Dozens of Teen Worker Fatalities Thousands of Youth Job Injuries Annually, Says Massachusetts Personal Injury Lawyer Mark E. Salomone
A new study examining the safety of young workers in the United States has yielded startling findings, says Massachusetts personal injury attorney Mark E. Salomone. According to statistics that appeared in HealthDay News, researchers from the Colorado School of Public Health found that approximately 20,000 teen job-related injuries occurred in 2010, including 88 teen deaths due to workplace injuries at privately owned companies. Most businesses with three or more employees carry Worker’s Compensation coverage, which applies to young employees as well as adults.
Teen worker injuries and fatalities can be the due to a number of factors, including dangerous work environments, defective work equipment or poor training. Teenager job injuries have many causes, from construction site accidents and company car accidents to repetitive stress carpal tunnel pain and restaurant worker kitchen burns.
The study found that, out of all the types of work young people are hired to do, farming is the most hazardous. “From a fatality standpoint, farm work is the most dangerous occupation for kids,” said study author Carol Runyan in a University of Colorado news release. “In farm work, youths are working around heavy equipment, digging and cutting with sharp implements. There are deaths almost every year from young people suffocating in grain bins.”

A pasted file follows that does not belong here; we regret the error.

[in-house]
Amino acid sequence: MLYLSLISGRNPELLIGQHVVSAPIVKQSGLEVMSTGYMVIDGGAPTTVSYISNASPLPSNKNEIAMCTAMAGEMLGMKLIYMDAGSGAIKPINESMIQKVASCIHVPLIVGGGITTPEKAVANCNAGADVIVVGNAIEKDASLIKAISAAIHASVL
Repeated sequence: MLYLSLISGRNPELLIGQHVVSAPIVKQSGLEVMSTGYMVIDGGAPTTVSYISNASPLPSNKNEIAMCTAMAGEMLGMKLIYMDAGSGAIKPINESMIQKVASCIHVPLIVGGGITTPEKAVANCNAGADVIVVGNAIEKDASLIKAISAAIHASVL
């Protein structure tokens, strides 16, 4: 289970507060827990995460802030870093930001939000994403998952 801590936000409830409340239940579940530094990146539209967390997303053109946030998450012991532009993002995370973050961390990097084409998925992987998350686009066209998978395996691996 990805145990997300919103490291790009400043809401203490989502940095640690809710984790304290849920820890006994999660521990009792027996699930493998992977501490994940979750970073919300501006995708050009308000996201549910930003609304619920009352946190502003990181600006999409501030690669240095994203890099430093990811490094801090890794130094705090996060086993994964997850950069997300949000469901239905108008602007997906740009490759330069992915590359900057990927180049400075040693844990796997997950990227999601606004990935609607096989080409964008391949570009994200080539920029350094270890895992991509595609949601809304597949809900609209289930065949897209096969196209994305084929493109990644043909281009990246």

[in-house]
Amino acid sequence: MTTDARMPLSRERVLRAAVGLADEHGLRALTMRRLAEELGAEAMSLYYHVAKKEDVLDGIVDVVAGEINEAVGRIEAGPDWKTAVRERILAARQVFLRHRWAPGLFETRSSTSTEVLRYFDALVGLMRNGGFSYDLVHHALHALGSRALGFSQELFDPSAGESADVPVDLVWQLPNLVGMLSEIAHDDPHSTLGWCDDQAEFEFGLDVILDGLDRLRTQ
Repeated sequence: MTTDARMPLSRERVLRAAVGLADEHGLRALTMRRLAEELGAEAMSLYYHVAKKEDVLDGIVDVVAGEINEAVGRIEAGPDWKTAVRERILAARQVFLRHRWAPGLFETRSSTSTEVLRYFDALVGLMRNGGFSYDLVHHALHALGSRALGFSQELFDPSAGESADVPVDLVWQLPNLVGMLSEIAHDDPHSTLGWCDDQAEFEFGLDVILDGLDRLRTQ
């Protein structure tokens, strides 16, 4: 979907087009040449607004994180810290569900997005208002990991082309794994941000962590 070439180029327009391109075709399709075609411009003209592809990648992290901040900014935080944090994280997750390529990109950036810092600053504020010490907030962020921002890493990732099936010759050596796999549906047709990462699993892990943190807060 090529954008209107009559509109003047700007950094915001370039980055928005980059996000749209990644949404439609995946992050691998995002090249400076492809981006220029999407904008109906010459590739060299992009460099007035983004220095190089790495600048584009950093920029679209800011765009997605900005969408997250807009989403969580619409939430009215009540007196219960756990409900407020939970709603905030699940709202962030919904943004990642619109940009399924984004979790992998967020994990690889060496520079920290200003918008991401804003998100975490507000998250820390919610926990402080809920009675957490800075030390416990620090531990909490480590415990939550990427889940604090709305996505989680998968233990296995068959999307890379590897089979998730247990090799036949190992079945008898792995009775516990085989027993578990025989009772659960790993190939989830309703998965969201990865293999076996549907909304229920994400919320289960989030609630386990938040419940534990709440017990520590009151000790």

Massachusetts personal injury attorney Mark E. Salomone understands that young workers are typically more vulnerable than adults, across all industries, and that it is vital for teen employees and their families to explore not only Workers’ Compensation rights but other damages they may be able to recover. “Even if your family receives the maximum amount of teen Workers’ compensation benefits,” says Salomone, “it may not be enough to cover all the expenses incurred as a result of your child’s injury. A third party—such as a manufacturer, contractor or someone else whose actions may have been careless—could also be liable for a young worker’s injuries.”
Child labor laws exist across the nation, though in some companies they are not fully implemented or may go unheeded altogether. “We don’t tend to think of child labor as a major issue in the U.S., but we should,” says Runyan. “Laws governing the employment of youth ages 14 to 17 in this country are often very lenient and, in the case of family farms, virtually non-existent.”
The CSPH data also showed that 26% of employees under 18 worked at least some of the time with no adult supervision and as much as 30% of young workers reported having had no safety or health training. With the high rate of teenage job-related accidents and injuries, this data should be studied by every employer who may be hiring young people or who currently has teenage workers on staff.
If you know a young person injured at work, call Massachusetts personal injury attorney Mark E. Salomone to explore all options for teen Workmens Compensation and young employee job-related third party injuries. For a free and confidential consultation, call 1-800-WIN-WIN-1 or contact us online today. At the Law Offices of Mark E. Salomone, we are here to listen to you and discuss the right legal options for your child and family.